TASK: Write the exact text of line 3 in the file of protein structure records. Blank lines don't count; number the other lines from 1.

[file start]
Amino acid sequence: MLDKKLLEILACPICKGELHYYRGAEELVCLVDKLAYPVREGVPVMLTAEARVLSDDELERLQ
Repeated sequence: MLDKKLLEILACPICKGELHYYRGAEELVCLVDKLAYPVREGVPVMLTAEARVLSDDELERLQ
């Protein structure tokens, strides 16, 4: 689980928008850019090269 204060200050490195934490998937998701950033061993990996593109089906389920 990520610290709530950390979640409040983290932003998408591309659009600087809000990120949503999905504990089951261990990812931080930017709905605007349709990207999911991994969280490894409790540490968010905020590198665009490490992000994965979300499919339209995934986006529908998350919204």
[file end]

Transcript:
């Protein structure tokens, strides 16, 4: 689980928008850019090269 204060200050490195934490998937998701950033061993990996593109089906389920 990520610290709530950390979640409040983290932003998408591309659009600087809000990120949503999905504990089951261990990812931080930017709905605007349709990207999911991994969280490894409790540490968010905020590198665009490490992000994965979300499919339209995934986006529908998350919204």